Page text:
Professor Malcolm Chase

Professor Malcolm Chase

Professor of Social History

+44 (0)113 34 33183

Summary: Professor of Social History

Location: Michael Sadler Building, 3.09

Teaching Commitments: HIST1055 Historiography & Historical Skills; HIST2121 Fraternity, Skill & the Politics of Labour, 1660-1870; HIST3300 Chartism; HIST3470 Memories

Research

Current Research

I have two current research projects. I am beginning work on a full-length biography of Sir Francis Burdett (1770-1844). A critical study of his life and career has long been wanting. Burdett defies easy categorisation: an MP continuously from 1796 to 1844, contemporary descriptions of him ranged from ‘an implicit follower of Robespierre’ to ‘the greatest gentleman I ever knew’ (Disraeli’s assessment). E.P. Thompson asserted that the story of nineteenth-century radicalism commenced with him. Yet Burdett ended his days a shire Tory, ‘his innate Toryism’ allegedly liberated by the Conservative Party’s regeneration under Peel. My aim is to investigate the whole of his long and remarkable career, and reconcile its ostensible paradoxes. 

I am also actively researching mid-Victorian popular self-improvement, particularly through the work of Robert Kemp Philp. A former Chartist, Philp was one of the era’s most prolific authors of self-help books. However, as they were mostly published anonymously, his significance has not been fully appreciated. An article seeking to redress this is forthcoming in English Historical Review

Past Research

My first book, The People's Farm: English Radical Agrarianism, 1775-1840 (Oxford UP, 1988) is a study of the political thought and influence of the agrarian reformer Thomas Spence (1750-1814). An updated paperback edition of this book was published in 2010. 

Believing agrarianism to be significant means that I am sceptical about conventional approaches to labour history that see the labour movement mainly as part of a narrative of modernisation, through its response to 'the industrial revolution'. Ideas about land reform were a vital part of the British labour movement well into the twentieth century. Similarly, the mentality of early British trade unions owed a great deal to forms of workers' association and ideas about skill that significantly pre-dated the eighteenth century. This was one of the arguments of my second book, Early Trade Unionism: Fraternity, Skill and the Politics of Labour (Ashgate, 2000), republished in 2012.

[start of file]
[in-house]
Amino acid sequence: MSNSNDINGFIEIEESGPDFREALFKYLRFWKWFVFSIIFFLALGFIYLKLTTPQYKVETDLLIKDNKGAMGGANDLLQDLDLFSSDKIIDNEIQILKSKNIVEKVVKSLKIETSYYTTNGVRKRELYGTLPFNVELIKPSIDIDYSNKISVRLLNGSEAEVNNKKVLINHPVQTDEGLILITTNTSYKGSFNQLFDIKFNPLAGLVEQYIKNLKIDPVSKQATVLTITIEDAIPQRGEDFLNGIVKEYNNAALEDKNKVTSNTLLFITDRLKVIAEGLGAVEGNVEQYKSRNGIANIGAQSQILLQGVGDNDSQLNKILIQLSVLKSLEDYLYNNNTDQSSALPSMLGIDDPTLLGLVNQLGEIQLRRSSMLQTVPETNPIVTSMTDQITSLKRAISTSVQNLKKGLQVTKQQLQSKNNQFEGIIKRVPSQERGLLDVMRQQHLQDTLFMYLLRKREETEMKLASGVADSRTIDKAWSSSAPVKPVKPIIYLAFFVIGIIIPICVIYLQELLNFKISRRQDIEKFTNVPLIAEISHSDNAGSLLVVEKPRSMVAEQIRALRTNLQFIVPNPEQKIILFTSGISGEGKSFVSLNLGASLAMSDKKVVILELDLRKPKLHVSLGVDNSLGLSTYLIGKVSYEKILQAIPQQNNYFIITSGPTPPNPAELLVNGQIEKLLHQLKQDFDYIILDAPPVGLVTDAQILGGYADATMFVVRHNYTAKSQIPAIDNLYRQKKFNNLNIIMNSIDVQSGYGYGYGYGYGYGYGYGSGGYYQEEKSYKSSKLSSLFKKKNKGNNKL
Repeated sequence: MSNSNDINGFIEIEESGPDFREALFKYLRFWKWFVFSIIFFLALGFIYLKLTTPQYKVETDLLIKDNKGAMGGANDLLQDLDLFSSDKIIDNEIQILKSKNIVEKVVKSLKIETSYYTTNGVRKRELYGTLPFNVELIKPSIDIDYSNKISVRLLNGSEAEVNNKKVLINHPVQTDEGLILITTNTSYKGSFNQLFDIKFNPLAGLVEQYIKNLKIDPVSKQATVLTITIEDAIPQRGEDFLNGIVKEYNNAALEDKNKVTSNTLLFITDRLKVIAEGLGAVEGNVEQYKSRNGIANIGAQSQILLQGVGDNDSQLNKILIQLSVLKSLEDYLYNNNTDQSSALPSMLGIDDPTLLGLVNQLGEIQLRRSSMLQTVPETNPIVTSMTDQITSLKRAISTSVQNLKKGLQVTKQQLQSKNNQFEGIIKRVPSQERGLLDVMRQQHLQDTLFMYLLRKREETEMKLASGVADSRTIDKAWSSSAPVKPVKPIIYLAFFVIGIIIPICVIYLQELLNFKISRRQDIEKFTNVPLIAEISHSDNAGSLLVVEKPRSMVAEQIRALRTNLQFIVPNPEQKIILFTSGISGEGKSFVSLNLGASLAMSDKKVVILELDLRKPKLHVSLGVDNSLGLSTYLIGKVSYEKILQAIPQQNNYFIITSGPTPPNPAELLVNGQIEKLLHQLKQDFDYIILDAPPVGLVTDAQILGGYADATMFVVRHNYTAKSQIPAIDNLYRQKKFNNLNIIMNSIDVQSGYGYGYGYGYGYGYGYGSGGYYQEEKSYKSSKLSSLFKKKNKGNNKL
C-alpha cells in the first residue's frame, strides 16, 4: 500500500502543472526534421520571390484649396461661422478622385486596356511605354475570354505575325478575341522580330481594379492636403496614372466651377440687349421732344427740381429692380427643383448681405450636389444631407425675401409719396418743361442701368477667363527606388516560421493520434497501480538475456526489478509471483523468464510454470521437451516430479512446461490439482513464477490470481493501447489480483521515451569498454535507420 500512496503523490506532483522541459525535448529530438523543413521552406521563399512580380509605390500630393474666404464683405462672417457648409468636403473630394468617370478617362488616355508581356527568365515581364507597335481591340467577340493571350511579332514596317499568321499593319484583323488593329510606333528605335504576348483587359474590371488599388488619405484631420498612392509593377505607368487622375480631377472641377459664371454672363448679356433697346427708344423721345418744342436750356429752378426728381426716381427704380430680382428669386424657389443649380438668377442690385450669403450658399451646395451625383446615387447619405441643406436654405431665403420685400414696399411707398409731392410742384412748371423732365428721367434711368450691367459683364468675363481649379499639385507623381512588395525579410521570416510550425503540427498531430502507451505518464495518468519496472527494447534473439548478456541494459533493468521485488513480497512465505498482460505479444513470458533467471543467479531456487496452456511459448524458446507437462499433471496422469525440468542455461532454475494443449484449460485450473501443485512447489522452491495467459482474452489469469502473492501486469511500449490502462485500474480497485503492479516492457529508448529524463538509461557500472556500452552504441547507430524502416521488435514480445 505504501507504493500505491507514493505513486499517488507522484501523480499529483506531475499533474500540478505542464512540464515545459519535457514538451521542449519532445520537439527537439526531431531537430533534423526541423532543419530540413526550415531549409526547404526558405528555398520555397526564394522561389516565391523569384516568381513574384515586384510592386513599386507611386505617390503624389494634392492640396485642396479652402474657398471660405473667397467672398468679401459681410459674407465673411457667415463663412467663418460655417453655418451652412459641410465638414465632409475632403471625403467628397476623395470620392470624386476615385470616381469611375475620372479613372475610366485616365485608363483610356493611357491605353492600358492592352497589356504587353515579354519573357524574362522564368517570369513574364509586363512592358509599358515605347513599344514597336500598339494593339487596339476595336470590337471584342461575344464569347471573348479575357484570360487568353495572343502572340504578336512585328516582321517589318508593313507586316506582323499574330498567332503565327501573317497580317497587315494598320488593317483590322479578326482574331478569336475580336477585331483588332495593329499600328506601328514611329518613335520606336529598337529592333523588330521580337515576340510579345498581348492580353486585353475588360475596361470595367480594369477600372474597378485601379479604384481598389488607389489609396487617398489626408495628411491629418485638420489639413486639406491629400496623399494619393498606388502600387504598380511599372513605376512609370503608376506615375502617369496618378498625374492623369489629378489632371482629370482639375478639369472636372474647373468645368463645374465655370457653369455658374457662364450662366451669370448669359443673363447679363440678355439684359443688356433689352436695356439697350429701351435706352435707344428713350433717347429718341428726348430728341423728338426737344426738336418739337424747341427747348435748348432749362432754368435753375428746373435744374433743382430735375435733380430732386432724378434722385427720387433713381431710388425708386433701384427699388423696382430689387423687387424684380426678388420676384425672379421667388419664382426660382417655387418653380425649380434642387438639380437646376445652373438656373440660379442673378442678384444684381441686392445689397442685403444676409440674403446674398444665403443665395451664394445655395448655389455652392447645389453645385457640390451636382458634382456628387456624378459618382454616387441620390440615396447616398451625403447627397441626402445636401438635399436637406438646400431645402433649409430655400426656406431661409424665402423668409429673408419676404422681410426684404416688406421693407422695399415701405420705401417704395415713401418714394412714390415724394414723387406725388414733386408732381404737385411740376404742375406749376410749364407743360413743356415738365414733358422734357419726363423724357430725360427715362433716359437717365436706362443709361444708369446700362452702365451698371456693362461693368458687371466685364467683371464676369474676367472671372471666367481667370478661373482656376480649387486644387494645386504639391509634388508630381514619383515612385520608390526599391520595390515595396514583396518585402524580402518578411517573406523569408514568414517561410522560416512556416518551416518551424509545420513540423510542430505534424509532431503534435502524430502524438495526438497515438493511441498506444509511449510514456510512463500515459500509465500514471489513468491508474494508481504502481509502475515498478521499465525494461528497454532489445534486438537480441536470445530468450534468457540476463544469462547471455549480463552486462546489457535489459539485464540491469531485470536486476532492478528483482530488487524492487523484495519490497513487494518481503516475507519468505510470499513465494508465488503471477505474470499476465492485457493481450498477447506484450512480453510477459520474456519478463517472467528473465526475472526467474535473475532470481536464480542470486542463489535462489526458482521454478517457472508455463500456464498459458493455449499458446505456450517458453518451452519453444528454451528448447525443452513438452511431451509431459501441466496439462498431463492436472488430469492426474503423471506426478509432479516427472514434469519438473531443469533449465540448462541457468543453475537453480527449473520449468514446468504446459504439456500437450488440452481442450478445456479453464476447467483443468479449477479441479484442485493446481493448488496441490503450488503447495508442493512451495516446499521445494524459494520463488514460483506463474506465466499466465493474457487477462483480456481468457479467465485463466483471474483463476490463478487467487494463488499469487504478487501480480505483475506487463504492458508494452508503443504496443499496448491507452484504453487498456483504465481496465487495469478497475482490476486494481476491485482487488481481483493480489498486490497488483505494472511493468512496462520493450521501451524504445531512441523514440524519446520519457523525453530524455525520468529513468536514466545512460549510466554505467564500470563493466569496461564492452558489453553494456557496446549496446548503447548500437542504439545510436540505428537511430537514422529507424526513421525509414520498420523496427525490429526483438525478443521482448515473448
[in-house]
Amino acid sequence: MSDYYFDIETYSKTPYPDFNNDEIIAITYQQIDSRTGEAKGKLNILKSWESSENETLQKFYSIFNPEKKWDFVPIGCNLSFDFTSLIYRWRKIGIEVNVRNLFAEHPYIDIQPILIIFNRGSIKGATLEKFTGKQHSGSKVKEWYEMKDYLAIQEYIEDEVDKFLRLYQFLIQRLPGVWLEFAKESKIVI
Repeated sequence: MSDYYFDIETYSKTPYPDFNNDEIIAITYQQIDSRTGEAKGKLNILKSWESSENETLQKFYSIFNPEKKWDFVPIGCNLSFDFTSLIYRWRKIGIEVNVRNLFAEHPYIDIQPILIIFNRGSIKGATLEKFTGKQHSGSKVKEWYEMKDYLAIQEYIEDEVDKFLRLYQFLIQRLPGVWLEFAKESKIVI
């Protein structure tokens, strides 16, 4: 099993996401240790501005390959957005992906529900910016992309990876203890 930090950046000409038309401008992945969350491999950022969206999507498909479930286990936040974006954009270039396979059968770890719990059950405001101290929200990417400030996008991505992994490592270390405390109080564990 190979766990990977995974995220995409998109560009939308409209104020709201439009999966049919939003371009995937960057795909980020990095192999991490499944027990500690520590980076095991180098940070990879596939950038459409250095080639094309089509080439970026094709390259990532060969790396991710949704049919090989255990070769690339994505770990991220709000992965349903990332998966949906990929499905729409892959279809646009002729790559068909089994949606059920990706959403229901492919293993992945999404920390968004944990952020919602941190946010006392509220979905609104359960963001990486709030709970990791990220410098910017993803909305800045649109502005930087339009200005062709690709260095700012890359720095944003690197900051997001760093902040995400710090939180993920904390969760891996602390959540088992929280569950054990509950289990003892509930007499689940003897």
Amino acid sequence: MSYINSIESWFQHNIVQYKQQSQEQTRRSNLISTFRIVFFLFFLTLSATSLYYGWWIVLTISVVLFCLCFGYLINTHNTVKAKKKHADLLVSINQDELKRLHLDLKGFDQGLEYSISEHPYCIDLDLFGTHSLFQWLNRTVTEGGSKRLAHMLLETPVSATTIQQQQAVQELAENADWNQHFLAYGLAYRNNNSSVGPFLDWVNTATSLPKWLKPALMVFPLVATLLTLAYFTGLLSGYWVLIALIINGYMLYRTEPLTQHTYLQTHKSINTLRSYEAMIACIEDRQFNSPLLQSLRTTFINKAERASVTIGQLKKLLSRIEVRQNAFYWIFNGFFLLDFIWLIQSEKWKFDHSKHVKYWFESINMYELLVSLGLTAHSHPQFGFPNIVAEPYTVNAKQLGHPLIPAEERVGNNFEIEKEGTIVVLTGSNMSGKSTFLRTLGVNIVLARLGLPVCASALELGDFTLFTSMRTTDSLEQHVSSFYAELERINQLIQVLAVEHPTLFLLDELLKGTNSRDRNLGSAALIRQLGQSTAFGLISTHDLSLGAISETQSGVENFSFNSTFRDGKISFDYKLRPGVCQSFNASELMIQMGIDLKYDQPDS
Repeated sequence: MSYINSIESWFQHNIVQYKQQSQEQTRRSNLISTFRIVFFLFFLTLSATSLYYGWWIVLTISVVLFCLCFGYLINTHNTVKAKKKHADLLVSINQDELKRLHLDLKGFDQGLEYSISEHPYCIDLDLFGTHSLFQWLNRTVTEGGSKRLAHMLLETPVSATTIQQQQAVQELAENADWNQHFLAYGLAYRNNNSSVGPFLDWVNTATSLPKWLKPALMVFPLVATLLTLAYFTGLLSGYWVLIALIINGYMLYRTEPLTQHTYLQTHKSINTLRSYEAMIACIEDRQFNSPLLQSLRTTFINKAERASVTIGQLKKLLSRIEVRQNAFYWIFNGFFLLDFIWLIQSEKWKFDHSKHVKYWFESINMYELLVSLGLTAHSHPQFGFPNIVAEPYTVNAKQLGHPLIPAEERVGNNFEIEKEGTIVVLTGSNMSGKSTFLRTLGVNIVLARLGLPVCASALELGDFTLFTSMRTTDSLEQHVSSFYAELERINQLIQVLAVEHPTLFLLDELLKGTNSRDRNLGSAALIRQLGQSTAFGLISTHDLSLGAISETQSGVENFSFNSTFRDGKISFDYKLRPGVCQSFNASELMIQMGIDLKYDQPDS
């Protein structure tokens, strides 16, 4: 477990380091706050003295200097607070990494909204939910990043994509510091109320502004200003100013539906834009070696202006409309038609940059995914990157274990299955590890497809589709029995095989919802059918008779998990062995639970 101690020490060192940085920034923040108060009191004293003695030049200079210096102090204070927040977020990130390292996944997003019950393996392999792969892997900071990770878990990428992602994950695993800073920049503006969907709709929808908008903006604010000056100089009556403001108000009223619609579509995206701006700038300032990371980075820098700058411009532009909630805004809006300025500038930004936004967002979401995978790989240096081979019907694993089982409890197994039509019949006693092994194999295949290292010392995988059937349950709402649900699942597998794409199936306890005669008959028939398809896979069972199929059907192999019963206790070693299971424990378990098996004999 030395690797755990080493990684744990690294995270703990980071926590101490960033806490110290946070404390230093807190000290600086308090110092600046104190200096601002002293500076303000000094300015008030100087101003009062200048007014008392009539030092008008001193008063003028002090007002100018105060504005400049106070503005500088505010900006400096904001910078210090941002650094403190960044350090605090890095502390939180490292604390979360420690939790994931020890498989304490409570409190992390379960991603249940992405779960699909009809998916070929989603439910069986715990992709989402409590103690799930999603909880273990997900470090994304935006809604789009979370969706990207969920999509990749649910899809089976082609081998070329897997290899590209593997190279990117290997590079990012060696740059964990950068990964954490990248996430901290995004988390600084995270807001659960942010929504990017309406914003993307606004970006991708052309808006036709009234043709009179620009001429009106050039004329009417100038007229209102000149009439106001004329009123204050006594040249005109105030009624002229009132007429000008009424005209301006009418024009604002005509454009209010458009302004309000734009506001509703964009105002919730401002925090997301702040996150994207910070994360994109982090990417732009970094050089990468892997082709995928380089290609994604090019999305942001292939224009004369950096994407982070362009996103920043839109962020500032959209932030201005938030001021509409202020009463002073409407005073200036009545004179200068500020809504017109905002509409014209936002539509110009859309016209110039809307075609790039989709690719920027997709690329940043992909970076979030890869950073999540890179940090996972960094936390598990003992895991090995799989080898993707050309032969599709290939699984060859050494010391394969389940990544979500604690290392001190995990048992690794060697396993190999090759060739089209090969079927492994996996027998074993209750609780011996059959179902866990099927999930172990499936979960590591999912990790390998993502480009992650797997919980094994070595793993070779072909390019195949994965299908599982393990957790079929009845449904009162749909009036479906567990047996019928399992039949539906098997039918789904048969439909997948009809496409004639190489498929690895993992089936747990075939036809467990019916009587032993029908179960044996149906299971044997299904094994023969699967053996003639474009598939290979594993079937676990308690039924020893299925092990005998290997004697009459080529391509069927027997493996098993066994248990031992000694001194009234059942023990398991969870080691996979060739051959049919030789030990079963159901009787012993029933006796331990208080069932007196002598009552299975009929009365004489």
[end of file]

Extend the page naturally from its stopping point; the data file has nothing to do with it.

My best known book is Chartism: A New History (Manchester UP, 2007), a French translation of which was published in 2013. The Chartist movement has long been, and remains, one of my central interests. For an extended review see the Reviews in History website. Recently I published a collection of essays, The Chartists: Perspectives and Legacies (Merlin Press, 2015).

Prior to that I returned to the latter part of the ‘long eighteenth century’ to investigate political disorder and social stability during 1820 (a year of European revolution) for a book, 1820: disorder and stability in the United Kingdom (Manchester UP, 2013). A paperback edition was issued in 2015.